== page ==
The impact of an operational failure during a coiled tubing (CT) intervention is typically more severe than that of other failures because of the nature of the activity. Failure of the tubing or any component of the well intervention process in a live well scenario can compromise well control and/or the safety of personnel. Statistics on causes of CT operational failures (OFs) indicate that a majority of these failures can be attributed to human error. Incorrect actions, or the lack of action, are very difficult to predict and therefore a major challenge to control. Running CT in and out of the well involves a high degree of human interaction and human fatigue, and short periods of inattention during this process are not uncommon.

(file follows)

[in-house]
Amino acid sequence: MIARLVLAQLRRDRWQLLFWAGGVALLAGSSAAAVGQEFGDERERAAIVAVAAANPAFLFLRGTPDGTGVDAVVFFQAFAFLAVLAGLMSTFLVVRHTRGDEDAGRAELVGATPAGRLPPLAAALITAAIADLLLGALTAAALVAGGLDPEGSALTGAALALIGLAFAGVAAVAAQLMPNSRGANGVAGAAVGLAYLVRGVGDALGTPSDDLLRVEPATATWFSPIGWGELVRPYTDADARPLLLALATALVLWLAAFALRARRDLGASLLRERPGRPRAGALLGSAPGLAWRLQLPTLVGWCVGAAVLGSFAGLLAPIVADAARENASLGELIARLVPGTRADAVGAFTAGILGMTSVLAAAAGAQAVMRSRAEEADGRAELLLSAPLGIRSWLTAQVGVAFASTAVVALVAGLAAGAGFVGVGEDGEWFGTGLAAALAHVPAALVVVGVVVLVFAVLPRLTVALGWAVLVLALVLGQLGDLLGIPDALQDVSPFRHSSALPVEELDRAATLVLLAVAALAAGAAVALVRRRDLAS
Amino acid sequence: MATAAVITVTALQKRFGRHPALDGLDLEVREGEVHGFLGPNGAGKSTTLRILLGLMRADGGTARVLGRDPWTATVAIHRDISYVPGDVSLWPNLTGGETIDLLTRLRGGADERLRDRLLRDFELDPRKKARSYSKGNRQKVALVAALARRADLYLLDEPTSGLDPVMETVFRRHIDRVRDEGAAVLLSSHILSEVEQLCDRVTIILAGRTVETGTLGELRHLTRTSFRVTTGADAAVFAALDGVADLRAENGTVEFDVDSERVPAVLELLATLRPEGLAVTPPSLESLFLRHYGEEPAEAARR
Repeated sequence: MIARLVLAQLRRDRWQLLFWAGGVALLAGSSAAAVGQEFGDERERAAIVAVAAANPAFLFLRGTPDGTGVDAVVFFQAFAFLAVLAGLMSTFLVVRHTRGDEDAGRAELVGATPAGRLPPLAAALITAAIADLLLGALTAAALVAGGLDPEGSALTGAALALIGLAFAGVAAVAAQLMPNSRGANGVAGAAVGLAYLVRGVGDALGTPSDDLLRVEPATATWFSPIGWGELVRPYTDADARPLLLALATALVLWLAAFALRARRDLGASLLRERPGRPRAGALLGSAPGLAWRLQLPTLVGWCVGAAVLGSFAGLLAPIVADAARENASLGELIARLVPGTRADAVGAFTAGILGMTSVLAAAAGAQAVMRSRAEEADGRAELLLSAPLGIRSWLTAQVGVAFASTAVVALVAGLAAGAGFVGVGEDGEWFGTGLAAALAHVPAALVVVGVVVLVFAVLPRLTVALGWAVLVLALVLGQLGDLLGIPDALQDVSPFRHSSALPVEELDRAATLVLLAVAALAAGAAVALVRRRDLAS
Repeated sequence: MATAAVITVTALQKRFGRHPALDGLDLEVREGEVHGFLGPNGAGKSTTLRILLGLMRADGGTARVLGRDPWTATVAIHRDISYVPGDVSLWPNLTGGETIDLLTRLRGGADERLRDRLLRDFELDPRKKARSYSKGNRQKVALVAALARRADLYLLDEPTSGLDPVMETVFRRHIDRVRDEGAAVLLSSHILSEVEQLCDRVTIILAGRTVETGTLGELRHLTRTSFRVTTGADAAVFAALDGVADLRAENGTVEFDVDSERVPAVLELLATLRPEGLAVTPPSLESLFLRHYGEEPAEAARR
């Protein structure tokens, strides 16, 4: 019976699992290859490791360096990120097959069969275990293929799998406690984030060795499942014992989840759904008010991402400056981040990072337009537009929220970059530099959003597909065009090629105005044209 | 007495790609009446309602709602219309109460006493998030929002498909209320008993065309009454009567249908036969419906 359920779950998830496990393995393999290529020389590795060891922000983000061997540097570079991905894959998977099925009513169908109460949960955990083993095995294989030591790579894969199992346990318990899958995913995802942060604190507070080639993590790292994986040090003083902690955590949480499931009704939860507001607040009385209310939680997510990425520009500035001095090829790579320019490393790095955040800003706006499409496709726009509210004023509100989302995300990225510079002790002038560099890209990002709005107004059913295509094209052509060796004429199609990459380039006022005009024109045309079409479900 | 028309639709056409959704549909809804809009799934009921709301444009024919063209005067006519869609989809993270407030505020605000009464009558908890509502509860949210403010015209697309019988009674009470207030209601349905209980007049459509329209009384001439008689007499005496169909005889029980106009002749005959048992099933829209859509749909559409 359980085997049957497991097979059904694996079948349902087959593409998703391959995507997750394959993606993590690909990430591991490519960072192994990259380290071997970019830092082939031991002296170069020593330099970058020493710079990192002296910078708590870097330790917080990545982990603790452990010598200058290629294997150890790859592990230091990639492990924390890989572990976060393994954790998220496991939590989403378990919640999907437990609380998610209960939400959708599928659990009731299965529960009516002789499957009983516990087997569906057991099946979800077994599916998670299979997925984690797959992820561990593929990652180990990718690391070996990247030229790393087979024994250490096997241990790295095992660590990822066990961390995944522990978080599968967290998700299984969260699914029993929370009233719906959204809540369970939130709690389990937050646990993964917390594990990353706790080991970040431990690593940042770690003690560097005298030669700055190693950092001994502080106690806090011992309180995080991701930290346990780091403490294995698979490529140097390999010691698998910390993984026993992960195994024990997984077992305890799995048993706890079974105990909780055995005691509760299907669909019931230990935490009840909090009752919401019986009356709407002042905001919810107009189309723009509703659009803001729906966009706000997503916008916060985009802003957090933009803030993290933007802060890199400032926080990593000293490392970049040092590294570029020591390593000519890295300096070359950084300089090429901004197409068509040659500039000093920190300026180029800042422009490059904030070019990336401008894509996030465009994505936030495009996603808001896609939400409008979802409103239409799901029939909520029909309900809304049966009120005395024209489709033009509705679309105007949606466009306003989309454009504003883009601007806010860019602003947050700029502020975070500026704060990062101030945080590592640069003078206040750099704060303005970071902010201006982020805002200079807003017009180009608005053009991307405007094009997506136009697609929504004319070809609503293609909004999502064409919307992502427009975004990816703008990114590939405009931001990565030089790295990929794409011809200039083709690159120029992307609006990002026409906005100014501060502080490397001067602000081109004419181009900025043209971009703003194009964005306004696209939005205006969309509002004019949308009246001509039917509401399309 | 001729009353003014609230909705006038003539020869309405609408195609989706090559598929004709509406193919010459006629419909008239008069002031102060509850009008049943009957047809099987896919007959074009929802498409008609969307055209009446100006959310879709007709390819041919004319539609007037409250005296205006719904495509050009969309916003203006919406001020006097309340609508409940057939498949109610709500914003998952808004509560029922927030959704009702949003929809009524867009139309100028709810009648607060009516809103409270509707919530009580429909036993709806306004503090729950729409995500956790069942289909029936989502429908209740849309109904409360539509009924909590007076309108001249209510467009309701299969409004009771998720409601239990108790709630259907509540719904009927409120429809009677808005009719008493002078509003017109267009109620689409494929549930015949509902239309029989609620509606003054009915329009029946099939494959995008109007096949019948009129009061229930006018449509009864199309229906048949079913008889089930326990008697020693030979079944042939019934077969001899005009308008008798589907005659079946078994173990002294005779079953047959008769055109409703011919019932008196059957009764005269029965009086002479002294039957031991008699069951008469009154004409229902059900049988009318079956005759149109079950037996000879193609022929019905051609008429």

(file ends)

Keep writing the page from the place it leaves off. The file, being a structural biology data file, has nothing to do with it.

During such activities, inattention can lead to actions that damage, kink or part the CT, with potentially disastrous results. Other causes for OFs include unintentional tensile overloads, overpressuring, runaways and other such events. An electric over-ride device, developed for installation in the hydraulic circuitry of a CT unit, allows setting of limits on all pertinent operating parameters of the injector head. Setting equipment limits for weight, velocity and pressure gives the operator an extra set of eyes, greatly increasing operational safety and efficiency of the treatment.

This paper discusses OFs caused by human error and presents case histories that contributed to the conclusion of which parameters require control. The over-ride device used in the control process is discussed in technical detail, and case histories demonstrate the impact of its use on overall safety and service quality in the CT industry.

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